This drama centers on Hank Chinaski, the fictional alter-ego of "Factotum" author Charles Bukowski, who wanders around Los Angeles, CA trying to live off jobs which don't interfere with his primary interest, which is writing. Along the way, he fends off the distractions offered by women, drinking and gambling.
A simple self-destructive drifter and tough small-time boxer with a brain injury that could kill him meets and falls for a cute beach carnival owner, Ruby, but also befriends a sleazy friendly criminal, Wesley, who's planing a big score.
Henry Chinaski never cared for the American dream, the thought of needing to become 'something' and fit into the system disgusts him. He believes that life is free and yours to live like you see fit, and if that in some cases involves copious amounts of whiskey then so be it. Henry spends his days drinking and listening to the radio, and he spends his nights drinking and fighting against Eddy who he thinks personifies shallowness and shameless self promoting. Sometimes in the middle of this he finds the time to jot down a few lines of poetry or a short story. After fighting Eddy and winning for a change Henry is thrown out of his regular bar where Eddy is a bartender. This leads him to seek another watering hole where he happens to find Wanda who is a barfly, in her own words "if another man came along with a fifth of whiskey, I'd go with him". Henry is not fazed by this thou and moves in with her. Of course Wanda immediately goes off and sleeps with Eddy, but after some clothes ... Written by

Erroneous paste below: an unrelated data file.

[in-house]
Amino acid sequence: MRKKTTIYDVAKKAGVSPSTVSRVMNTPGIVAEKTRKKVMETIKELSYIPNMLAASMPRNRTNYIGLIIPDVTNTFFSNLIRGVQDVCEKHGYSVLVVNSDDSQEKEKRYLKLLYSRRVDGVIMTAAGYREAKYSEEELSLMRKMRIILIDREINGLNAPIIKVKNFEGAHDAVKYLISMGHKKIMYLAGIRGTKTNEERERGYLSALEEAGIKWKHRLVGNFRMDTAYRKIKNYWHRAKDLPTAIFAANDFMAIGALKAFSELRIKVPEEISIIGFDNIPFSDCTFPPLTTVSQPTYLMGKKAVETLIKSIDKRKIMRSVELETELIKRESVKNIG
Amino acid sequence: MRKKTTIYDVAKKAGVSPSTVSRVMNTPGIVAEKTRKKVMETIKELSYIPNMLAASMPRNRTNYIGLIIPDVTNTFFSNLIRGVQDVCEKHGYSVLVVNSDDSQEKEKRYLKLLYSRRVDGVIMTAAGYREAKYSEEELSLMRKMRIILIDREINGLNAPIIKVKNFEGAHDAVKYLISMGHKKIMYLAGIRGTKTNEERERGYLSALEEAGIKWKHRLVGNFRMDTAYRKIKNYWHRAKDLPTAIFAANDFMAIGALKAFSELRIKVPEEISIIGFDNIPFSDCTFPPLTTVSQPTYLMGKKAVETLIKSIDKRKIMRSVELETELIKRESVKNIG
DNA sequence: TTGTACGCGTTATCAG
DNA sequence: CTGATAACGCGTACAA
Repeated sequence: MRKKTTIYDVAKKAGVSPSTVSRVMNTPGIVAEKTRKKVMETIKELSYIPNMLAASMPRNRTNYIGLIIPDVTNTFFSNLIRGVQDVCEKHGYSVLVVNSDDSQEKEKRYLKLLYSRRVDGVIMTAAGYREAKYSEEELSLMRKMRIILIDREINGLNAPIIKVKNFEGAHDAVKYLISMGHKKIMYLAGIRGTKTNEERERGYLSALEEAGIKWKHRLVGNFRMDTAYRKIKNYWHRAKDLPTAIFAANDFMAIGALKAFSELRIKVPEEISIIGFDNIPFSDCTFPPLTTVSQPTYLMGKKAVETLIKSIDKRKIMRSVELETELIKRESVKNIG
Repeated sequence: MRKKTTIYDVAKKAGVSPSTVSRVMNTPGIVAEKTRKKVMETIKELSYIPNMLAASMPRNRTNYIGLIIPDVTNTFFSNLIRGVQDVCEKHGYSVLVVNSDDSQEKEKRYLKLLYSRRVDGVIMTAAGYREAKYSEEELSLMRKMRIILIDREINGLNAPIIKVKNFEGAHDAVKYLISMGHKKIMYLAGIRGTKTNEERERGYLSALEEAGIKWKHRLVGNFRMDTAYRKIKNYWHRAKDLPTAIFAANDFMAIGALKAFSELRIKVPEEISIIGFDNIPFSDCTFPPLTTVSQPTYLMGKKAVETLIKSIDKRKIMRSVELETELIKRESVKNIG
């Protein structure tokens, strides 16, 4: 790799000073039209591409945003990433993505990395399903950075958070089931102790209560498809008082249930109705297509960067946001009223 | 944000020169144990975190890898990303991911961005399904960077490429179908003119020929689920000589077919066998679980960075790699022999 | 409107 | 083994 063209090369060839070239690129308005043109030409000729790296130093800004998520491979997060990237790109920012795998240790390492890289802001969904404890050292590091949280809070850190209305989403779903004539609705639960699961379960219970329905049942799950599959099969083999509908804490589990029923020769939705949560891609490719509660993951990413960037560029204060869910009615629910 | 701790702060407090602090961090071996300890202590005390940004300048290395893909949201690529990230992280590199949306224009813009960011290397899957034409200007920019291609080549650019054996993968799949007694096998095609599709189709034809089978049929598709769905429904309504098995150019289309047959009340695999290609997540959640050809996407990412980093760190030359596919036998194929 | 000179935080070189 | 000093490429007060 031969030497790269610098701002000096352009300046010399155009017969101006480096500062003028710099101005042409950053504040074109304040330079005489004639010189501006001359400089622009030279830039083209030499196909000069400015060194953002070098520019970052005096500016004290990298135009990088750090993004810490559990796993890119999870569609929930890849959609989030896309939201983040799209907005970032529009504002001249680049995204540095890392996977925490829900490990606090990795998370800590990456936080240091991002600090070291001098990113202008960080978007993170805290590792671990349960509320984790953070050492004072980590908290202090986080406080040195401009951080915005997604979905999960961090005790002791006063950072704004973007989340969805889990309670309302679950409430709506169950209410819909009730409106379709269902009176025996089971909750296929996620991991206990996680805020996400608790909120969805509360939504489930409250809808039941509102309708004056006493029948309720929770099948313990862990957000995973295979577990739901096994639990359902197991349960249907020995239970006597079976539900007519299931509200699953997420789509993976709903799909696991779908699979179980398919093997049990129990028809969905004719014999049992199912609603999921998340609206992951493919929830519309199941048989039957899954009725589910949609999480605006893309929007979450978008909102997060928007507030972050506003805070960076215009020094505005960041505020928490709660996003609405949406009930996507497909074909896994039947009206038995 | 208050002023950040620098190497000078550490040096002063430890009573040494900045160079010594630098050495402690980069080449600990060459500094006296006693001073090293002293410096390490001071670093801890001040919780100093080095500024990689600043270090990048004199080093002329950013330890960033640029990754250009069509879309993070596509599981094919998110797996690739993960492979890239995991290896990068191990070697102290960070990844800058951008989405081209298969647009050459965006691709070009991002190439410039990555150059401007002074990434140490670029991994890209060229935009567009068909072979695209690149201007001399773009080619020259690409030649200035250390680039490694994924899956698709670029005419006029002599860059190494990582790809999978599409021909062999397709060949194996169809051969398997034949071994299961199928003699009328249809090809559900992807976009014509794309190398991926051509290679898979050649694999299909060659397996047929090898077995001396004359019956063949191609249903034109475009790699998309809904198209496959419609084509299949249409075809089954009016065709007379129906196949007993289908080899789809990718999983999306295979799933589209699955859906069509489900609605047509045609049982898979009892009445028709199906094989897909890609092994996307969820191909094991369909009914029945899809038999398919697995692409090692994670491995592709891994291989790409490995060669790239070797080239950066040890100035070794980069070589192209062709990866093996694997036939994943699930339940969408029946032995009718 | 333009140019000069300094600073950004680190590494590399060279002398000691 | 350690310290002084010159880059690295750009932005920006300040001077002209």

Erik Wallen <email@example.com>
There is no original score for this film. The film's soundtrack was mostly based on original source music specially selected by Associate Producer and Music Supervisor Jack Baran, with the exception of a few classical pieces selected by actor Mickey Rourke. See more »
When Henry gets out of bed, Tully has terrible bedhead as their conversation starts. When it cuts back to her a second later, her hair has been neatly brushed. See more »
[to his own bloody face as reflected in the bathroom mirror]
Nothing but the dripping sink. Empty bottle. Euphoria. Youth fenced in, stabbed and shaved. Taut words propped up to die
See more »
This has to be one my favorite movies. I found it very entertaining and fun, which is odd, considering the subject matter. The movie chronicles the misadventures of two talented, yet hopeless drunks. The dialog is snappy and the direction is wonderful. Mickey Rourke gives the film world a glimpse of just how great he could have been. Moreover, Dunaway shows why she will always be considered one of the top female leads of all time. **** out of ****
13 of 19 people found this review helpful.
Was this review helpful to you?
| Report this